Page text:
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Pfizer’s investigational oral antiviral COVID-19 candidate reduced COVID-19-related hospitalization or death by 89% in patients who received it within three days of symptom onset.
Pfizer announced on Nov. 5, 2021, that its investigational novel oral antiviral candidate Paxlovid (PF-07321332; ritonavir) significantly reduced severe risks of COVID-19 in a recent clinical trial. According to an interim analysis of the Phase II/III Evaluation of Protease Inhibition for COVID-19 in High-Risk Patients (EPIC-HR) trial, ritonavir demonstrated an 89% reduction in risk of COVID-19-related hospitalization or death from any cause within three days of onset relative to the placebo group.
EPIC-HR was a randomized, double-blind study of non-hospitalized patients with COVID-19 considered to be at high risk of progressing to severe illness. Enrolled individuals had a laboratory-confirmed diagnosis of SARS-CoV-2 infection within a five-day period with mild to moderate symptoms. They were required to have at least one characteristic or underlying medical condition associated with an increased risk of developing severe illness from COVID-19.
Two groups of patients (randomized 1:1 to receive ritonavir or placebo every 12 hours for five days) were evaluated: those treated within three days of symptom onset, and those treated within five days. In the former group, 0.8% of patients who received ritonavir (3/389) were hospitalized through Day 28; no deaths were reported in this patient group. In that same time frame, 7.0% of patients who received placebo (27/385) were hospitalized; seven deaths were reported in this group.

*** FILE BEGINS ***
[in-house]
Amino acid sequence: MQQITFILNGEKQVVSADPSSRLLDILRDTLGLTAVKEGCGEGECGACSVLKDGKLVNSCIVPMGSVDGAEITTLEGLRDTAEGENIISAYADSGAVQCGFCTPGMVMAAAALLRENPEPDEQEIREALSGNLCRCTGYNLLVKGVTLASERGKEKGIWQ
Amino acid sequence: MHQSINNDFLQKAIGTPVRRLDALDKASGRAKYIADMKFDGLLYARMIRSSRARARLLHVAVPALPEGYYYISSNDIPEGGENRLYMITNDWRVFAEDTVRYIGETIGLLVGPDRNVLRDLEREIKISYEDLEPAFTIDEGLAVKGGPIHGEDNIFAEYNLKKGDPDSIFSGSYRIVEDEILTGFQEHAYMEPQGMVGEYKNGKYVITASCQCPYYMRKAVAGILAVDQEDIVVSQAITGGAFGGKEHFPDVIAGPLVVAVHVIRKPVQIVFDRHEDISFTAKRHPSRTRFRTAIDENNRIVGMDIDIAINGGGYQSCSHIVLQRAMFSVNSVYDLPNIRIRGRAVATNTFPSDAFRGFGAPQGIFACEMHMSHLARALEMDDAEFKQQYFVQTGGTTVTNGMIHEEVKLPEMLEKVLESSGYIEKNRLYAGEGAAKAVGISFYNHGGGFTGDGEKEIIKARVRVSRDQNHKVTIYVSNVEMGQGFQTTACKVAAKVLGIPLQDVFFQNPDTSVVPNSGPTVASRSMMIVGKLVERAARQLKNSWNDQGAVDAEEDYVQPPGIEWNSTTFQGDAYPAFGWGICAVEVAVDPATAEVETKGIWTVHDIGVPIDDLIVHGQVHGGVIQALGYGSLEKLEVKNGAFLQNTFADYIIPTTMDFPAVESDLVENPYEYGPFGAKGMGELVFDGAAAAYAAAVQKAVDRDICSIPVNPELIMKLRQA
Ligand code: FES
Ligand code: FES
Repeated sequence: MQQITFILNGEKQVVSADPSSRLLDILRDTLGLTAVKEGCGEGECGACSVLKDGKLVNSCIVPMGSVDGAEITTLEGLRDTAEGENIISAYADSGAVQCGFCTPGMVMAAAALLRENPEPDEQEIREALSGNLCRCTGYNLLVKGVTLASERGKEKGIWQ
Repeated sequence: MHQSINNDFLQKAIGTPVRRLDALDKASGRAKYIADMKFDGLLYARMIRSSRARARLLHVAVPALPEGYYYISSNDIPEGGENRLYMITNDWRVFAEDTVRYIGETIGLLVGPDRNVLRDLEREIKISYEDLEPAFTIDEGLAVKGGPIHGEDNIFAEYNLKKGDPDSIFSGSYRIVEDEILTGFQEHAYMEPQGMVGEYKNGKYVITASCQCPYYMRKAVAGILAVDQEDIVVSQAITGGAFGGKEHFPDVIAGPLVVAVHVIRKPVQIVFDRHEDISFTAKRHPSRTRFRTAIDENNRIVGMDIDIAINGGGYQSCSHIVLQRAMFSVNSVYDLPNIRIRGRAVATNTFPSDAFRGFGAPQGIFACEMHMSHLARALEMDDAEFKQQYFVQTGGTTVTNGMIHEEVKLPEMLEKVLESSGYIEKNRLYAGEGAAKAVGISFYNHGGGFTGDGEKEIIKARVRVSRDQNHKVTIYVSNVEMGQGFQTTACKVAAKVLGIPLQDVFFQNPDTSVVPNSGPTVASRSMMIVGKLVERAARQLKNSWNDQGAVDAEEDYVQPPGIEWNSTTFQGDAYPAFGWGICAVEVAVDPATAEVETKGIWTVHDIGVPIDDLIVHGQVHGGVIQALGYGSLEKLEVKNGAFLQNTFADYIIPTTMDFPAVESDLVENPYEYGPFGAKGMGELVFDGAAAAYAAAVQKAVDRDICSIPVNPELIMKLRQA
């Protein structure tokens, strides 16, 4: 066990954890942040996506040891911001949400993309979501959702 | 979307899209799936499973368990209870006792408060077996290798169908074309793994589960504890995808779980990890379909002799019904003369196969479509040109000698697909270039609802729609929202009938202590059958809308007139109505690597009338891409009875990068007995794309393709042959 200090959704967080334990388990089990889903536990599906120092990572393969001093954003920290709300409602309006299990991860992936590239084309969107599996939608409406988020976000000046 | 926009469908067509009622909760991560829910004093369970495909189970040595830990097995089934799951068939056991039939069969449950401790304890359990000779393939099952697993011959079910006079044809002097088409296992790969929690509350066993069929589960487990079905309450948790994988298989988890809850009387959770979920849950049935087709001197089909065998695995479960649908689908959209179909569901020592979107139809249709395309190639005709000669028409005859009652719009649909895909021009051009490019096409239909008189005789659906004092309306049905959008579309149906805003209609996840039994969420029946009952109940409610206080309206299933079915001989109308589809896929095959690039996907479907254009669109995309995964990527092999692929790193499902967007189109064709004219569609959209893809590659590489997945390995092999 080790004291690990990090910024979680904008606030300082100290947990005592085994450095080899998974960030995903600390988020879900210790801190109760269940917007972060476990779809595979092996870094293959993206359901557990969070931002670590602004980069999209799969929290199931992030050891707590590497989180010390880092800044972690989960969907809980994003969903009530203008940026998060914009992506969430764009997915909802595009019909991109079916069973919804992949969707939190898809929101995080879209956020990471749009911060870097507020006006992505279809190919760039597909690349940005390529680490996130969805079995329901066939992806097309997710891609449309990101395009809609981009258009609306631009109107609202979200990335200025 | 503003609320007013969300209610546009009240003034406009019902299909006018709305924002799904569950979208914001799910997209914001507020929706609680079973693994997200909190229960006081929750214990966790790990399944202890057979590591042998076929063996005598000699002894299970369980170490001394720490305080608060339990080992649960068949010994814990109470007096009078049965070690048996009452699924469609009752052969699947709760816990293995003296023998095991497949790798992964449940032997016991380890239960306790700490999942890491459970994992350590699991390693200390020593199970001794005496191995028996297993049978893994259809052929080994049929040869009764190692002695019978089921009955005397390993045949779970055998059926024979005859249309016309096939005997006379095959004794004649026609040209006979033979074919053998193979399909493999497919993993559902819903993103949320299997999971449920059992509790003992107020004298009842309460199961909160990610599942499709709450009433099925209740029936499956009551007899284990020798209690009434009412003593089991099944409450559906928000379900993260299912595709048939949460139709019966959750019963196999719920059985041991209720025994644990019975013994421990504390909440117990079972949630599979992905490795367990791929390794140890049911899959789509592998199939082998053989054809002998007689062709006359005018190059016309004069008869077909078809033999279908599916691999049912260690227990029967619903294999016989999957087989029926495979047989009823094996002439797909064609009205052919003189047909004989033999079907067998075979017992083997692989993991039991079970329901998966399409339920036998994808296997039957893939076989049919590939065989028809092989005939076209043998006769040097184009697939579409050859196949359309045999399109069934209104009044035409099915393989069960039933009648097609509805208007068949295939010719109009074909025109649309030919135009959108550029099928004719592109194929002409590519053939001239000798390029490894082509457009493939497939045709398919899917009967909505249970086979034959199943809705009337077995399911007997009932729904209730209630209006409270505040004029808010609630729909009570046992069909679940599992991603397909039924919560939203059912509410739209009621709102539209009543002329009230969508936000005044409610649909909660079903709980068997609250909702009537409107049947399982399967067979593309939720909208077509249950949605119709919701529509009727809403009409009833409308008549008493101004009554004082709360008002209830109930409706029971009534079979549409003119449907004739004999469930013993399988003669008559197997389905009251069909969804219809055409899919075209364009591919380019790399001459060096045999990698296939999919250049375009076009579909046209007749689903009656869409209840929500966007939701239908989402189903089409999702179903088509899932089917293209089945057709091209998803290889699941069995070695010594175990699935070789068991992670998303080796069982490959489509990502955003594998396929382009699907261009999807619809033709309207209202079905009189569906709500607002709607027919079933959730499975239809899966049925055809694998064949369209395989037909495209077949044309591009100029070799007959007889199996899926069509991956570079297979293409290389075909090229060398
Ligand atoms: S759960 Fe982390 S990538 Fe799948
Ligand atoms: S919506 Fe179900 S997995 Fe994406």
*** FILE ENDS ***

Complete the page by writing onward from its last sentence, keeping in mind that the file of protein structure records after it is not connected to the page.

These values were comparable to those in the five-day group, which reported 1.0% (6/607) and 6.7% (41/612) hospitalization rates, respectively. No deaths were reported in this ritonavir group, while three patients in the placebo group died.
Treatment-emergent adverse events were comparable between ritonavir (19%) and placebo (21%). Among the patients evaluable for treatment-emergent adverse events, fewer serious adverse events (1.7% vs. 6.6%) and discontinuation of study drug due to adverse events (2.1% vs. 4.1%) were observed in patients dosed with ritonavir compared to placebo.
“Today’s news is a real game-changer in the global efforts to halt the devastation of this pandemic. These data suggest that our oral antiviral candidate, if approved or authorized by regulatory authorities, has the potential to save patients’ lives, reduce the severity of COVID-19 infections, and eliminate up to nine out of ten hospitalizations,” said Albert Bourla, chairman and CEO, Pfizer, in a company press release. “Given the continued global impact of COVID-19, we have remained laser-focused on the science and fulfilling our responsibility to help healthcare systems and institutions around the world while ensuring equitable and broad access to people everywhere.”
According to the press release, at the recommendation of an independent data monitoring committee and FDA, Pfizer will cease further enrollment in the study. Pfizer plans to submit the data as part of its ongoing rolling submission to FDA for Emergency Use Authorization as soon as possible.